Search for tag: "glasses"
From Nathan Tanner on August 18th, 2015
If you’re unable to wear contacts or glasses, or just plain tired of them there are other options to help correct your vision. The obvious one is LASIK, which can not only improve vision but…
August 25th, 2015
Dr. Miller: You don't want to wear your glasses and you don't want to use contacts. Are there other options? We're going to talk about that next on Scope Radio. I'm Dr. Tom Miller.
Announcer: Access to our experts with in-depth information about the biggest health issues facing you today. The Specialists with Dr. Tom Miller is on The Scope.
Dr. Miller: Today I'm here with Bala Ambati and he is a professor of ophthalmology here at the University of Utah. Bala, what's the story? If you don't want to wear glasses and you're sick of even trying contacts or you can't wear them for whatever reason are there other options?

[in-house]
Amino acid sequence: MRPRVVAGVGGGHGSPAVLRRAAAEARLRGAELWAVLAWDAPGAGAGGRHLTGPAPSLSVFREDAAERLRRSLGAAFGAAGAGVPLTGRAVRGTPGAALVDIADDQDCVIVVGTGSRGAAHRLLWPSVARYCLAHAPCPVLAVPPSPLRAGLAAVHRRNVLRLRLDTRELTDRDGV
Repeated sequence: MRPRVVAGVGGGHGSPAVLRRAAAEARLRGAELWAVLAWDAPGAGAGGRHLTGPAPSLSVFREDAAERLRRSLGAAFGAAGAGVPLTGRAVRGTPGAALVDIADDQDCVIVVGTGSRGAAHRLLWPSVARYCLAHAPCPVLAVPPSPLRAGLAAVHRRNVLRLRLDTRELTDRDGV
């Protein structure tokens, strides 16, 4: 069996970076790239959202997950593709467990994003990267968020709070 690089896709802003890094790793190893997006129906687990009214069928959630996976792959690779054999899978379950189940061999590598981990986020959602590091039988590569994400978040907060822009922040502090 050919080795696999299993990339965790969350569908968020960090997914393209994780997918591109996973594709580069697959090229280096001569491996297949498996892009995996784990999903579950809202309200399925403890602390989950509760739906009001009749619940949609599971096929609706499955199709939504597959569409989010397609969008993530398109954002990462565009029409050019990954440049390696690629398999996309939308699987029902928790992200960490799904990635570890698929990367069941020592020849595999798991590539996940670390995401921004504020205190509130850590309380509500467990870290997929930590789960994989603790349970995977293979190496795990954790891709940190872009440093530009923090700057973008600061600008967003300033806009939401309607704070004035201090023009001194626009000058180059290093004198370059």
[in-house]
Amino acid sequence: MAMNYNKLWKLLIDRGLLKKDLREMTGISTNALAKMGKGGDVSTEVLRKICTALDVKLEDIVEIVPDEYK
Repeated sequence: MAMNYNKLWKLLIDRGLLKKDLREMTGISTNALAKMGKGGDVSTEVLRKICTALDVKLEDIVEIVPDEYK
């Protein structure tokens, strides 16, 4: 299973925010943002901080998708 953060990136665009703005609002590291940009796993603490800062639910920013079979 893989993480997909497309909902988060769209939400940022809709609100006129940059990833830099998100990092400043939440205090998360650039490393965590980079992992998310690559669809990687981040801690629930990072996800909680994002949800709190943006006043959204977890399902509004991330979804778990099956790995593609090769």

Dr. Ambati: We now have options for patients at almost any age to get rid of the need for glasses or contact lenses. In the young adult population, I'd say between the ages of 20 and 45 the primary option of course is LASIK or laser vision correction. In patients that have very high near-sightedness we can do what's called and intraocular contact lens, placing a lens inside the eye between the iris and the lens.
Dr. Miller: Let's go back for a second. LASIK, so that's actually a laser that cuts into what, the cornea, the lens? What does it do?
Dr. Ambati: LASIK, laser vision correction relies on creating a flap within the front quarter of the cornea, laying that flap off to the side and then reshaping the remaining cornea, the bed of the cornea, and then putting the flap back on.
There are some patients who are very near-sighted who would not be candidates for LASIK because the amount of laser would be too much for their eye. And in that situation we can offer what's called the intraocular contact lens where you can actually go inside the eye and place a contact lens in between the iris, the colored part of the eye, and the lens, and that has also been around for several years and works very nicely for the very high near-sighted population.